Sunday, May 24, 2009

Beauty and the Geek/Tribute to Tara McComas

Strangely, I really like this show. I generally despise reality TV, but Beauty and the Geek is one of 2 exceptions (the other being the genius that is The Mole).

If you don’t know, here’s a brief description of BATG. Ten ‘beauties’ - attractive, bimboish females with very little common sense or general knowledge, and certainly no specific knowledge, and ten ‘geeks’ – men with no style or social skills, but incredible brains, are put in a mansion together.

The beauties and geeks are paired up and each episode they have to complete challenges – one for the beauties and one for the geeks. The beauties challenge will be something to do with maths, science, logic etc – typical examples are computer assembly, library searching and debating. The geeks challenge will be about socialising, fashion etc – typical ones include dancing, party planning and getting girls’ phone numbers. In each pairing, the beauty and the geek have to teach each other what they will need to succeed in the challenges. The winners of each challenge get to send a team to the elimination room, where two teams take a quiz about what they have been learning. The losing team is eliminated.

The brilliant thing about BATG is that it forces the contestants out of their comfort zones and pushes them into completely alien situations. They are forced to learn from someone completely different to themselves and they learn to be more rounded people. The transformations that you see are incredible and inspiring. The show is essentially about making better people.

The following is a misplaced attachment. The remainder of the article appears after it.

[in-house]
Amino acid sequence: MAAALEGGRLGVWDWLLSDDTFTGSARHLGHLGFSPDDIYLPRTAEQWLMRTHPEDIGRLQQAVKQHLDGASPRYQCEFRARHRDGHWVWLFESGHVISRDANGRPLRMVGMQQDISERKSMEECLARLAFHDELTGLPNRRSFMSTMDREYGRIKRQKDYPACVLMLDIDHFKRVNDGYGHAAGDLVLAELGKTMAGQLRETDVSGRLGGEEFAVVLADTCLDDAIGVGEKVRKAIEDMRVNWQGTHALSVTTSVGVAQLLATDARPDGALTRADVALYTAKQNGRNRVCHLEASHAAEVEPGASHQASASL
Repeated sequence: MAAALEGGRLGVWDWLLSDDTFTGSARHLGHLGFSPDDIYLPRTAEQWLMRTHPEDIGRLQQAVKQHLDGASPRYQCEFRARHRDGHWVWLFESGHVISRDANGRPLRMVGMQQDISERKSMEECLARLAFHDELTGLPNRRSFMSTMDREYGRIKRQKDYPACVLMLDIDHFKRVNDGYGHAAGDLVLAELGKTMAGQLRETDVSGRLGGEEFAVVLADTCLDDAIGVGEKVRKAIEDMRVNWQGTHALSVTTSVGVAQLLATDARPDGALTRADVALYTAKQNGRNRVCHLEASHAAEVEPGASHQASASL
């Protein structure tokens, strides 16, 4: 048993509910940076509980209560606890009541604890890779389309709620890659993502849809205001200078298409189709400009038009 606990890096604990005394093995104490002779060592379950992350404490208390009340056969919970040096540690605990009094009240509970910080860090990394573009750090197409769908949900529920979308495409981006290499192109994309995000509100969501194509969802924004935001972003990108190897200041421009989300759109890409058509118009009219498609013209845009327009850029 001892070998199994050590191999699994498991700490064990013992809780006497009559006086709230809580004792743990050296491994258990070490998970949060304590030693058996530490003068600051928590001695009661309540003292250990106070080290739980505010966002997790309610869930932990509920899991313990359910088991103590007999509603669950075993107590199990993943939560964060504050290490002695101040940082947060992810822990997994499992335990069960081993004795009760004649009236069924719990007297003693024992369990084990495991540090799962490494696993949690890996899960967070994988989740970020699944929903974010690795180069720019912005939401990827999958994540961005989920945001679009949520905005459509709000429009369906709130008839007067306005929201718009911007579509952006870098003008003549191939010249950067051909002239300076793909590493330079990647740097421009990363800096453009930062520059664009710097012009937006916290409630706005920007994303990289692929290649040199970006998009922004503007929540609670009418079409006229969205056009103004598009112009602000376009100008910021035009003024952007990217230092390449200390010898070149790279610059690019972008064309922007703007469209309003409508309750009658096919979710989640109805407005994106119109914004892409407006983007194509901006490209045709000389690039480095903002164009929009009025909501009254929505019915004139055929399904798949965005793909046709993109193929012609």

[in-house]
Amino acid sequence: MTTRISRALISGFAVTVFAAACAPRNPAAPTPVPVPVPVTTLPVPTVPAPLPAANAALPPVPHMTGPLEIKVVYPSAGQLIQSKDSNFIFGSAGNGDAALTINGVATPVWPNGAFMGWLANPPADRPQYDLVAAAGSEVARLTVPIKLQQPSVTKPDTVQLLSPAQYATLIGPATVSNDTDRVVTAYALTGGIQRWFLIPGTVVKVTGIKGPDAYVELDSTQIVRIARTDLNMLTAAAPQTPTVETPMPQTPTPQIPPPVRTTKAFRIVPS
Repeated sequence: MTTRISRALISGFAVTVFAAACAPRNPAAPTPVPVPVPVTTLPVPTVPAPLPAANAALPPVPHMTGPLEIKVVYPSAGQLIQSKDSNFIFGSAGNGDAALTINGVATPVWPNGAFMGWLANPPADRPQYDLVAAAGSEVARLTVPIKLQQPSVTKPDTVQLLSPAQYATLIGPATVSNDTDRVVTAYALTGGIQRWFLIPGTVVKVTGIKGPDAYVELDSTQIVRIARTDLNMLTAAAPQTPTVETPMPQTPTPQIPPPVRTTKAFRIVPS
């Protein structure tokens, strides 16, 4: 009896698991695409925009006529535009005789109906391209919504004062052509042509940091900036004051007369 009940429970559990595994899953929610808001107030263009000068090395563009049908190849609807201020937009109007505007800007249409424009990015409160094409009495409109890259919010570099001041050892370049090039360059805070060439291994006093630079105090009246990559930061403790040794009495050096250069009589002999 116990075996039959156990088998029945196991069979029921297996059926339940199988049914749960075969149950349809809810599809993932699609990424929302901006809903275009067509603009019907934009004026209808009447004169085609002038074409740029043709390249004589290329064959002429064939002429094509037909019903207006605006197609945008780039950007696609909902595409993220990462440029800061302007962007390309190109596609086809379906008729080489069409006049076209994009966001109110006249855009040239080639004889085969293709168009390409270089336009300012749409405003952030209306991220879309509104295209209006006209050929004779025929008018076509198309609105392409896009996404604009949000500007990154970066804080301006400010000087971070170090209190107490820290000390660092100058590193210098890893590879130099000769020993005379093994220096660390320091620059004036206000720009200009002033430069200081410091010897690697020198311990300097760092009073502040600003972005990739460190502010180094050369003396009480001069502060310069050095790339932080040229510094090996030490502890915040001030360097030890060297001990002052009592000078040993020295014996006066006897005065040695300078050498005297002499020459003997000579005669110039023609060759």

There is one thing that occurs in every series, is seen as the highlight, and which, for some reason, I don’t like. This event is ‘Geek makeover day’. The girls get to makeover the boys (should that be make the boys over?). They choose new clothes, hairstyles, beardstyles, and accessories. And it has a great effect – some of the transformations are literally jaw-dropping. While watching part of the fifth USA series, I understood what had been niggling at me about the Geek makeover. This will also lead into some other comments about some of the contestants.

The geek makeover came and went, and all the geeks were transformed. Many commented on their new confidence as a result of the makeover. Joe, however, did not like his new look at all. It had taken away the little confidence he’d had. While talking about this, he made some comments that made me realise why I didn’t like this part of the show:

“I was hoping that in the makeover they would respect my conservative ways, respect generally who I was and the look I was going for and build constructively upon that instead of saying ‘well that’s nice who you are but it has no relevance upon regular society.’”